• The iterator and listIterator returned by these classes are fail-fast (if list is structurally modified at any time after the iterator is created, in any way except through the iterator’s own remove or add methods, the iterator will throw a ConcurrentModificationException).

When to use LinkedList and when to use ArrayList?

  • As explained above the insert and remove operations give good performance (O(1)) in LinkedList compared to ArrayList(O(n)).

    Hence if there is a requirement of frequent addition and deletion in application then LinkedList is a best choice.

  • Search (get method) operations are fast in Arraylist (O(1)) but not in LinkedList (O(n))

    so If there are less add and remove operations and more search operations requirement, ArrayList would be your best bet.

answered 2 years ago Abhijeet Ashok Muneshwar #25

Let's compare LinkedList and ArrayList w.r.t. below parameters:

1. Implementation

ArrayList is the resizable array implementation of list interface , while

LinkedList is the Doubly-linked list implementation of the list interface.


2. Performance

  • get(int index) or search operation

    ArrayList get(int index) operation runs in constant time i.e O(1) while

    LinkedList get(int index) operation run time is O(n) .

    The reason behind ArrayList being faster than LinkedList is that ArrayList uses an index based system for its elements as it internally uses an array data structure, on the other hand,

    LinkedList does not provide index-based access for its elements as it iterates either from the beginning or end (whichever is closer) to retrieve the node at the specified element index.

  • insert() or add(Object) operation

    Insertions in LinkedList are generally fast as compare to ArrayList. In LinkedList adding or insertion is O(1) operation .

    While in ArrayList, if the array is the full i.e worst case, there is an extra cost of resizing array and copying elements to the new array, which makes runtime of add operation in ArrayList O(n), otherwise it is O(1).

  • remove(int) operation

    Remove operation in LinkedList is generally the same as ArrayList i.e. O(n).

    In LinkedList, there are two overloaded remove methods. one is remove() without any parameter which removes the head of the list and runs in constant time O(1). The other overloaded remove method in LinkedList is remove(int) or remove(Object) which removes the Object or int passed as a parameter. This method traverses the LinkedList until it found the Object and unlink it from the original list. Hence this method runtime is O(n).

    While in ArrayList remove(int) method involves copying elements from the old array to new updated array, hence its runtime is O(n).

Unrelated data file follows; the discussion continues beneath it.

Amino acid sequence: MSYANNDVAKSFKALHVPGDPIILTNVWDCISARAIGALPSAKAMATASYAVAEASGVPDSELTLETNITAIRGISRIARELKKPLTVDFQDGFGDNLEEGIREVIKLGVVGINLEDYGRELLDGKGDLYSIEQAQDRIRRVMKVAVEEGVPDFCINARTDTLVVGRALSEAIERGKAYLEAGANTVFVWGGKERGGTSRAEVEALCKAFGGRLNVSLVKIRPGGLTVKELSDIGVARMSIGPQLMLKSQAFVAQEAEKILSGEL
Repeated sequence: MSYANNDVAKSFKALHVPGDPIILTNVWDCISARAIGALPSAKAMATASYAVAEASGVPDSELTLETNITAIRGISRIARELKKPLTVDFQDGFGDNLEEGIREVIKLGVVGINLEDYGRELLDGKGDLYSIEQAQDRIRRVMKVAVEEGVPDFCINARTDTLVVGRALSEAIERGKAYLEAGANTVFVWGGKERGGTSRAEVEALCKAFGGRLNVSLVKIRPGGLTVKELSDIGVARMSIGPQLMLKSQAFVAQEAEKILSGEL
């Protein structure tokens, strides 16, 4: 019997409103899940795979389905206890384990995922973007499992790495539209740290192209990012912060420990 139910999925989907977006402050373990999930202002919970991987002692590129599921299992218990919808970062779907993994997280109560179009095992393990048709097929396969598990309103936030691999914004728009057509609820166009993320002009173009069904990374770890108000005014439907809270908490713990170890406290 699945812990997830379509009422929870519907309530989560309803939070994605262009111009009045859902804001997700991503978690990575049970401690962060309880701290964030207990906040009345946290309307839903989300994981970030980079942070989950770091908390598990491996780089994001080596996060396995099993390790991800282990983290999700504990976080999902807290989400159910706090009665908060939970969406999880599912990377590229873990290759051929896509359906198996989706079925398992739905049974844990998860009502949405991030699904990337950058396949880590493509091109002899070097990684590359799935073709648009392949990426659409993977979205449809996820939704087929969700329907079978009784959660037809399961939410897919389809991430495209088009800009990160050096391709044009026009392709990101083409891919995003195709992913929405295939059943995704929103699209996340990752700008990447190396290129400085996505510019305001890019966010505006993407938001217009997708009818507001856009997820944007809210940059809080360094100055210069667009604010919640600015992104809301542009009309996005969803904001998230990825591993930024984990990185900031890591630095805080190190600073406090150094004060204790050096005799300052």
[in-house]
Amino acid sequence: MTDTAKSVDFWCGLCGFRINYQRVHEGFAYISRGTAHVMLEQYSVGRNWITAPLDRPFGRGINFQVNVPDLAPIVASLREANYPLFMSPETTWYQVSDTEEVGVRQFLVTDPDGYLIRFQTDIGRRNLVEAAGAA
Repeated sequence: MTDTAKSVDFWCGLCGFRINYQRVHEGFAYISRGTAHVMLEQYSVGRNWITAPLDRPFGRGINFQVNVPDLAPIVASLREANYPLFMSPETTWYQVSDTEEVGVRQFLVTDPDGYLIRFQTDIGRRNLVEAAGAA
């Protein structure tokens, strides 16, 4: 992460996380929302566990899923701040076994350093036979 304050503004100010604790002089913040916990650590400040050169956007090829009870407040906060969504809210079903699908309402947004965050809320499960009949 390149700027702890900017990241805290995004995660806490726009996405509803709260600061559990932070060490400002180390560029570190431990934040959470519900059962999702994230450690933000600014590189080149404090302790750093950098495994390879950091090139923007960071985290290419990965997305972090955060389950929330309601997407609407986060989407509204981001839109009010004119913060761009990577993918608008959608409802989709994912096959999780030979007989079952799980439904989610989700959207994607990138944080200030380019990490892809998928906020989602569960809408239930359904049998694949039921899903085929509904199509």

3. Reverse Iterator

LinkedList can be iterated in reverse direction using descendingIterator() while

there is no descendingIterator() in ArrayList , so we need to write our own code to iterate over the ArrayList in reverse direction.


4. Initial Capacity

If the constructor is not overloaded, then ArrayList creates an empty list of initial capacity 10, while

LinkedList only constructs the empty list without any initial capacity.


5. Memory Overhead

Memory overhead in LinkedList is more as compared to ArrayList as a node in LinkedList needs to maintain the addresses of the next and previous node. While

In ArrayList each index only holds the actual object(data).


Source

answered 2 years ago Ruslan #26

Joshua Bloch, the author of LinkedList:

Does anyone actually use LinkedList? I wrote it, and I never use it.

Link: https://twitter.com/joshbloch/status/583813919019573248

I'm sorry for the answer for being not that informative as the other answers, but I thought it would be the most interesting and self-explanatory.

answered 1 year ago Nesan Mano #27

ArrayList and LinkedList have their own pros and cons.

ArrayList uses contiguous memory address compared to LinkedList which uses pointers toward the next node. So when you want to look up an element in an ArrayList is faster than doing n iterations with LinkedList.

On the other hand, insertion and deletion in a LinkedList are much easier because you just have to change the pointers whereas an ArrayList implies the use of shift operation for any insertion or deletion.

If you have frequent retrieval operations in your app use an ArrayList. If you have frequent insertion and deletion use a LinkedList.

answered 7 months ago Randhawa #28

ArrayList extends AbstractList and implements the List Interface. ArrayList is dynamic array.